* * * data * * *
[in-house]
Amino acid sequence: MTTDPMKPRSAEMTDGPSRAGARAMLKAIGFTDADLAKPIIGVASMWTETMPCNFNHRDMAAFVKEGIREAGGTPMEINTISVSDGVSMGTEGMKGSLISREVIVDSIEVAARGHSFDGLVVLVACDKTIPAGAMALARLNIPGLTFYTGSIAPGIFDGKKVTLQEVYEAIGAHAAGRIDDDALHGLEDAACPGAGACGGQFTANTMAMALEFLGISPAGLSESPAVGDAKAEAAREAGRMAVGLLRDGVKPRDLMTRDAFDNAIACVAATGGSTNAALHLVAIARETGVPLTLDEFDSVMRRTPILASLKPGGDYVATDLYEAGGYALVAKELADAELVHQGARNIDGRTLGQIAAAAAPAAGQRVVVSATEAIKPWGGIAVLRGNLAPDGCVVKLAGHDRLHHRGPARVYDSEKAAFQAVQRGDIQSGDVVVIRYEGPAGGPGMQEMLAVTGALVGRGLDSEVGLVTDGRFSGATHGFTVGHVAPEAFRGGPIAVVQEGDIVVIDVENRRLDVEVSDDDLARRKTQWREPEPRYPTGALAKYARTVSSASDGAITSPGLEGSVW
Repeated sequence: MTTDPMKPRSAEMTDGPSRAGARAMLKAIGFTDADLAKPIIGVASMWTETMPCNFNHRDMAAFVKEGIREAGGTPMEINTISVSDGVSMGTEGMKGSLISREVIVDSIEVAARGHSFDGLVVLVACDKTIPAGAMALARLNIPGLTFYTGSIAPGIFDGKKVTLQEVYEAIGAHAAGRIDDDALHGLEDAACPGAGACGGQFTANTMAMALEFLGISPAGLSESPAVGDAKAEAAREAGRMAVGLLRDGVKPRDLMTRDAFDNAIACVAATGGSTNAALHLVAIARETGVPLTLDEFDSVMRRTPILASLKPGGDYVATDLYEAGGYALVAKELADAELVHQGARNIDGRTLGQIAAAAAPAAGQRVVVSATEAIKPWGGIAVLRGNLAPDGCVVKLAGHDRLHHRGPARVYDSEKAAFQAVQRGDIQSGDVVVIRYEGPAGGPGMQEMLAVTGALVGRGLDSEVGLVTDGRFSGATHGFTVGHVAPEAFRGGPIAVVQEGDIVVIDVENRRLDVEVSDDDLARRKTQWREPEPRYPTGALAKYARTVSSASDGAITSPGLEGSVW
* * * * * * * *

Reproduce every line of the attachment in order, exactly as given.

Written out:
[in-house]
Amino acid sequence: MTTDPMKPRSAEMTDGPSRAGARAMLKAIGFTDADLAKPIIGVASMWTETMPCNFNHRDMAAFVKEGIREAGGTPMEINTISVSDGVSMGTEGMKGSLISREVIVDSIEVAARGHSFDGLVVLVACDKTIPAGAMALARLNIPGLTFYTGSIAPGIFDGKKVTLQEVYEAIGAHAAGRIDDDALHGLEDAACPGAGACGGQFTANTMAMALEFLGISPAGLSESPAVGDAKAEAAREAGRMAVGLLRDGVKPRDLMTRDAFDNAIACVAATGGSTNAALHLVAIARETGVPLTLDEFDSVMRRTPILASLKPGGDYVATDLYEAGGYALVAKELADAELVHQGARNIDGRTLGQIAAAAAPAAGQRVVVSATEAIKPWGGIAVLRGNLAPDGCVVKLAGHDRLHHRGPARVYDSEKAAFQAVQRGDIQSGDVVVIRYEGPAGGPGMQEMLAVTGALVGRGLDSEVGLVTDGRFSGATHGFTVGHVAPEAFRGGPIAVVQEGDIVVIDVENRRLDVEVSDDDLARRKTQWREPEPRYPTGALAKYARTVSSASDGAITSPGLEGSVW
Repeated sequence: MTTDPMKPRSAEMTDGPSRAGARAMLKAIGFTDADLAKPIIGVASMWTETMPCNFNHRDMAAFVKEGIREAGGTPMEINTISVSDGVSMGTEGMKGSLISREVIVDSIEVAARGHSFDGLVVLVACDKTIPAGAMALARLNIPGLTFYTGSIAPGIFDGKKVTLQEVYEAIGAHAAGRIDDDALHGLEDAACPGAGACGGQFTANTMAMALEFLGISPAGLSESPAVGDAKAEAAREAGRMAVGLLRDGVKPRDLMTRDAFDNAIACVAATGGSTNAALHLVAIARETGVPLTLDEFDSVMRRTPILASLKPGGDYVATDLYEAGGYALVAKELADAELVHQGARNIDGRTLGQIAAAAAPAAGQRVVVSATEAIKPWGGIAVLRGNLAPDGCVVKLAGHDRLHHRGPARVYDSEKAAFQAVQRGDIQSGDVVVIRYEGPAGGPGMQEMLAVTGALVGRGLDSEVGLVTDGRFSGATHGFTVGHVAPEAFRGGPIAVVQEGDIVVIDVENRRLDVEVSDDDLARRKTQWREPEPRYPTGALAKYARTVSSASDGAITSPGLEGSVW